Innocence abroad

Anti-irony crusader Jedediah Purdy, back from the Middle East, talks about terrorism, violence, the Calvinist heritage of Las Vegas and his new book about America's role in the world.

Topics: Terrorism, Nonfiction, Author Interviews, Books,

Innocence abroad

Jedediah Purdy is the fellow most American mothers prayed their own sons would grow up to be. Fresh-faced. Intelligent. Polite. Funny, not witty. And the author of perhaps the most heartfelt book a junior intellectual could write — the anti-irony manifesto “For Common Things.” It was published four years ago when Purdy was just a 24-year-old Yale law student pup.

Back then, as you may recall, Bill Clinton was president. We all had money. Many of us watched “Seinfeld.” Not Purdy. He detested the show’s cheap irony. Purdy, himself, stood far outside of all pop irony’s cultural circles. First there was his strange hillbilly name — is that what Jed Clampett’s first name was short for? Purdy himself freely wrote more than a few semicorny reminiscences of being home-schooled in redneck West Virginia by his ex-hippie parents. Most pro-”Seinfeld” readers felt uncomfortable with Purdy’s petition for a kind of neo-American sincerity. Even though he was better read than you or I, it secretly pleased us when even the critics who liked the book pointed out that Purdy couldn’t tell his Emerson from his Thoreau. And the critics who were against “For Common Things” really, really hated it. Time magazine just said the book was “really stupid.”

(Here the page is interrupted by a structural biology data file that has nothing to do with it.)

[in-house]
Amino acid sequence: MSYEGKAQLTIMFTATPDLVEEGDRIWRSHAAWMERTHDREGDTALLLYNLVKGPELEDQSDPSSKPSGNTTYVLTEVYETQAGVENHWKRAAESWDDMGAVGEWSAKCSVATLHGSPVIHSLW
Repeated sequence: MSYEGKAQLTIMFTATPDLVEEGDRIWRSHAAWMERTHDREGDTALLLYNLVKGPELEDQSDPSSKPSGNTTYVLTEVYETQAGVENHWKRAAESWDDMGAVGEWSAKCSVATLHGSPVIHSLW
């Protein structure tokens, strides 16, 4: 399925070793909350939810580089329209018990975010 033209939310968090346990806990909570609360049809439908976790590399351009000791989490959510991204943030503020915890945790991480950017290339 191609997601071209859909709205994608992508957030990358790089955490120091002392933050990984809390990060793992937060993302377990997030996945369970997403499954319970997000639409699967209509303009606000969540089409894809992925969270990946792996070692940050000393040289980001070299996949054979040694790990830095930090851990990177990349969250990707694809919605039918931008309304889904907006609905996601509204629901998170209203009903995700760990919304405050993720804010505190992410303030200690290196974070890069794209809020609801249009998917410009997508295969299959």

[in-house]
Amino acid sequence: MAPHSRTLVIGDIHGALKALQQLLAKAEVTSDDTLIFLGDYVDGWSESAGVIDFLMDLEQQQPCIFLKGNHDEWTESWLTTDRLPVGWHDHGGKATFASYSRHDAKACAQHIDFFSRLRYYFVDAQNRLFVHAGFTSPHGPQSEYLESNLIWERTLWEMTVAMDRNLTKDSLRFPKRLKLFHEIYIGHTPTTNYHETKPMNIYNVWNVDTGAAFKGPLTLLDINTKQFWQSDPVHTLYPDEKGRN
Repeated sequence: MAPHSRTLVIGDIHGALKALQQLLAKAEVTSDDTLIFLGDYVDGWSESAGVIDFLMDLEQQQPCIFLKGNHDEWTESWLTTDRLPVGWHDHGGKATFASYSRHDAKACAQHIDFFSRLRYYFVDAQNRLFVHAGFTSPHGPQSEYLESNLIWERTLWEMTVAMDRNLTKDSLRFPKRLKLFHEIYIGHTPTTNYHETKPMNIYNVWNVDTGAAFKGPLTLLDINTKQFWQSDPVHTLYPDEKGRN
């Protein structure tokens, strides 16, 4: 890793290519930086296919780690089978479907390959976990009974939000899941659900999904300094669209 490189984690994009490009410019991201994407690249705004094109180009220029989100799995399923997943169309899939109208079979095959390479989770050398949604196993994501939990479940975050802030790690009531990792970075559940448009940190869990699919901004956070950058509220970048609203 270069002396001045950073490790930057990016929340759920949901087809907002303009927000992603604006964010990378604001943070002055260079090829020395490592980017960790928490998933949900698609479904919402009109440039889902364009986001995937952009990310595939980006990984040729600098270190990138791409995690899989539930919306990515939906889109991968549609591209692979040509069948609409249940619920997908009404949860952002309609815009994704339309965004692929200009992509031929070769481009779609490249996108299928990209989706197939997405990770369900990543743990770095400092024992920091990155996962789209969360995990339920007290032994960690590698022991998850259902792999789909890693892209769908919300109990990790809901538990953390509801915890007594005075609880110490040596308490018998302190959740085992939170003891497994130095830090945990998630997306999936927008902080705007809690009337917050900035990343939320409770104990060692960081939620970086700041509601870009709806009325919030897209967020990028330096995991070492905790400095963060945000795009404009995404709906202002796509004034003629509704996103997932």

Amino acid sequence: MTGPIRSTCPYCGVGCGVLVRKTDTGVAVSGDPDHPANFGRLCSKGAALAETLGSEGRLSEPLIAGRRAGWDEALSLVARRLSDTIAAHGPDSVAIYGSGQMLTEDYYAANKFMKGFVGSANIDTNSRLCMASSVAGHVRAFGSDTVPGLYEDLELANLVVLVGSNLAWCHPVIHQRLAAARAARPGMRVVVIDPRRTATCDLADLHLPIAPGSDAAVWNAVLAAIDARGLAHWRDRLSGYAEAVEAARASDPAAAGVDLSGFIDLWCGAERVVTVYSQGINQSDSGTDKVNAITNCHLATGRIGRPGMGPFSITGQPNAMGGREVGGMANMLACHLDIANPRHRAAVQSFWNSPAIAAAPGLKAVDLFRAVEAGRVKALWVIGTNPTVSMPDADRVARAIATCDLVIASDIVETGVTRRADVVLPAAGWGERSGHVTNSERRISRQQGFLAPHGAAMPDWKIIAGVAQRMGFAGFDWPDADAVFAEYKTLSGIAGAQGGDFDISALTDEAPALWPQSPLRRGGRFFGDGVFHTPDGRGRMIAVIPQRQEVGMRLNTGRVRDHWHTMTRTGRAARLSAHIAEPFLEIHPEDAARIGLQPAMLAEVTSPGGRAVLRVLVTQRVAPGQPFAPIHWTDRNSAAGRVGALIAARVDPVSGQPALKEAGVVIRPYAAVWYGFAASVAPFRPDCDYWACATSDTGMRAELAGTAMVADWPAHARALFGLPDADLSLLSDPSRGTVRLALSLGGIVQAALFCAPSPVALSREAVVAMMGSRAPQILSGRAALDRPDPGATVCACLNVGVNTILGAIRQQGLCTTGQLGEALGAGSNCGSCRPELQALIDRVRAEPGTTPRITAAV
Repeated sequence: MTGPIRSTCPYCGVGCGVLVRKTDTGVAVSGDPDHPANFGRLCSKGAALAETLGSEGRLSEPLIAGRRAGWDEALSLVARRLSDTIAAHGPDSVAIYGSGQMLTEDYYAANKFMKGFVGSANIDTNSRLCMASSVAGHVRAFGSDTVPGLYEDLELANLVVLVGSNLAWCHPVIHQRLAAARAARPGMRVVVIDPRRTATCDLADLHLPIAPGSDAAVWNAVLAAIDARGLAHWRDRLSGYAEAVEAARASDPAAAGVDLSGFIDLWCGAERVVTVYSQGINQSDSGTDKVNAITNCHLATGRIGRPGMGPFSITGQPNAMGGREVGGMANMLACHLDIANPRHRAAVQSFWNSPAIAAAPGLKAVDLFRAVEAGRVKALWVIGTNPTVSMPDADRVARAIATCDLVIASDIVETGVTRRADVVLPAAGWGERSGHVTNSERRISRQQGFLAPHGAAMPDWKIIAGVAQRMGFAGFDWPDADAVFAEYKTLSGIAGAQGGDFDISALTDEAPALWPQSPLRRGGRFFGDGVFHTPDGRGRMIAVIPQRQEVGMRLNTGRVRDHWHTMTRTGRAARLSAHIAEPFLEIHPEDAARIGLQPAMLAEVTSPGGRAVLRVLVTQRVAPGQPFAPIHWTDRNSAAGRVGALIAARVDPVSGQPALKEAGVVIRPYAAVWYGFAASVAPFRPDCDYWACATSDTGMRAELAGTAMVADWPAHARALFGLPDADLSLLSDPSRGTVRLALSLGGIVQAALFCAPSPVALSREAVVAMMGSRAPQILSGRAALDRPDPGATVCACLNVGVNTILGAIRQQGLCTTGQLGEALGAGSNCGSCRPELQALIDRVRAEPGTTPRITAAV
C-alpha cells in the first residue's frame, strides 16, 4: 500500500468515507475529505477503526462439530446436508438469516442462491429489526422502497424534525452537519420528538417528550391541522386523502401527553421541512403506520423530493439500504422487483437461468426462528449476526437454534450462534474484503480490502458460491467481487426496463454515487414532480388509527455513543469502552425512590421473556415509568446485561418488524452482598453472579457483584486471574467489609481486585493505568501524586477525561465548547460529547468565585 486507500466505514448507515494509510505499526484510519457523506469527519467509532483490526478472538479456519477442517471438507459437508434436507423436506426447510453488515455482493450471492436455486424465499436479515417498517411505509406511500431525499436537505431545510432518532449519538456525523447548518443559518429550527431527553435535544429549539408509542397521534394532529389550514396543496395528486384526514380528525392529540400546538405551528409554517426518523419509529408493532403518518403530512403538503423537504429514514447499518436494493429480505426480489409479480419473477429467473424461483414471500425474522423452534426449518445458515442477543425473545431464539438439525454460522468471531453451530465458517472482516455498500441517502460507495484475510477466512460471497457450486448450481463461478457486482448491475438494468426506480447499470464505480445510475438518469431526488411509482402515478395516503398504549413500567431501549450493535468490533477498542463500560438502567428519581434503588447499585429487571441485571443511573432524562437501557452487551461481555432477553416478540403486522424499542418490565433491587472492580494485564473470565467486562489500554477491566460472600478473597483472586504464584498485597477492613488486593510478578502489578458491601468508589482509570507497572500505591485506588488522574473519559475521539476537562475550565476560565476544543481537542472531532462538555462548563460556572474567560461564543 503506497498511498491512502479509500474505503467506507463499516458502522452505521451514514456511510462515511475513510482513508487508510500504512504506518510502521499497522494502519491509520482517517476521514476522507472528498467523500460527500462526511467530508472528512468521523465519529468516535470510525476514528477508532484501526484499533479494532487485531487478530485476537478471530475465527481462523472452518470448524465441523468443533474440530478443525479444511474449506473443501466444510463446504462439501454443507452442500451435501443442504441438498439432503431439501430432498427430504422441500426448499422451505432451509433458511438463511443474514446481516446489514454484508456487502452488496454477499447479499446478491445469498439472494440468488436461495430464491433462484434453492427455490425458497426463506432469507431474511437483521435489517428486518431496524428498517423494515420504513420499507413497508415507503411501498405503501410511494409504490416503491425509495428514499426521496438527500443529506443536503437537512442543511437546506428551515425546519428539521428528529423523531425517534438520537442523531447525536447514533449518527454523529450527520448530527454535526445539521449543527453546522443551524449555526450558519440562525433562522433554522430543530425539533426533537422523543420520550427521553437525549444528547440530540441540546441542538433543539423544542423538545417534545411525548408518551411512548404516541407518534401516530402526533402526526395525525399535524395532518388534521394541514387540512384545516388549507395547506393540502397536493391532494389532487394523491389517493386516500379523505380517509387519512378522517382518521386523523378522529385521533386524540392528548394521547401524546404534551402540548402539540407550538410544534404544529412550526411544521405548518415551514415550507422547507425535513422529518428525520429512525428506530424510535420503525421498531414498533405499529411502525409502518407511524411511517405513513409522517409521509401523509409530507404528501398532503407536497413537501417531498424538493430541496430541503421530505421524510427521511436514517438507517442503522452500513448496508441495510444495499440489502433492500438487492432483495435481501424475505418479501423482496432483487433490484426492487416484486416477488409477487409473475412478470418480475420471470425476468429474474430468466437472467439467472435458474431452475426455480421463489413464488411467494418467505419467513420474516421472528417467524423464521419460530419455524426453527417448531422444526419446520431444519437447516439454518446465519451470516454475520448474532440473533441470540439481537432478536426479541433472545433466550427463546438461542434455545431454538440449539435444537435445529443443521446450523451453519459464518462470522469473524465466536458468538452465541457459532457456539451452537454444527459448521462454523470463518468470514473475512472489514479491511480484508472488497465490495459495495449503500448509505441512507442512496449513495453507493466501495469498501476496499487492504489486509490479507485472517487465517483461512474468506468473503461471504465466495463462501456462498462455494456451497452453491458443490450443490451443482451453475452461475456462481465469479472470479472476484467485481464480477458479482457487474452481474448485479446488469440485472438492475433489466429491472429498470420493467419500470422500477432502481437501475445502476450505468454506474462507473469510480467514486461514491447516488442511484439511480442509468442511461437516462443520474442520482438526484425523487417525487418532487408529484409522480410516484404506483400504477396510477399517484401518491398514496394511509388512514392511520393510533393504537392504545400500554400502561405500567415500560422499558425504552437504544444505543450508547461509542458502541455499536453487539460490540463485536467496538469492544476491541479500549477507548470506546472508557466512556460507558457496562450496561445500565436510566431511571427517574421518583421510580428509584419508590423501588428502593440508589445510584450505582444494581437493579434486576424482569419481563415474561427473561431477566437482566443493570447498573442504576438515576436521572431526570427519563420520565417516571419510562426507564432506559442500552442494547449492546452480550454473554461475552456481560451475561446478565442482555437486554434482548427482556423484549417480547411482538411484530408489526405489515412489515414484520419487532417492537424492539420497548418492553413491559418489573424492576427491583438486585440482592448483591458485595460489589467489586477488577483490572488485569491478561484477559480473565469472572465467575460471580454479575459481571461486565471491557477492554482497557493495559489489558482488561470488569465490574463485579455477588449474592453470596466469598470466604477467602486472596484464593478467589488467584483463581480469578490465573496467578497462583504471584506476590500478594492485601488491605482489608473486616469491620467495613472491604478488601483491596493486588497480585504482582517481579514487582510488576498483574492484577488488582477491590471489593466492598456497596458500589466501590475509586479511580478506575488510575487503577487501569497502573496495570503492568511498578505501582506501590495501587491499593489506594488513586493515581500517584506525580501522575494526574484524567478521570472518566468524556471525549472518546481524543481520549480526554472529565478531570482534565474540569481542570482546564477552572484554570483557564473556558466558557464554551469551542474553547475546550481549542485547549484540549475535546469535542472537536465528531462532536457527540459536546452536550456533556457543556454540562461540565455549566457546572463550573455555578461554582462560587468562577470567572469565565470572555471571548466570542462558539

Then two short years came and went, and it was 9/11. Clinton and “Seinfeld” were long gone, and the World Trade Center lay in rubble. A national cry went out for an irony-free America. It turned out that Purdy was just ahead of his time (or Osama bin Laden’s).

Rather then gloat and write “For Common Things 2,” Purdy traveled to Africa and Asia and India to discover how America could simultaneously inspire both love and hate. In his new book, “Being America: Liberty, Commerce, and Violence in an American World,” Purdy’s conclusion is more or less a wish for “plural modernities” of “various decent human cultures.” The getting to this point is what makes the book a pleasure. Purdy’s text merges thinkers like James Madison and Edmund Burke with the fact that in many circles, bin Laden is a pop idol — a Bruce Springsteen-in-a-cave.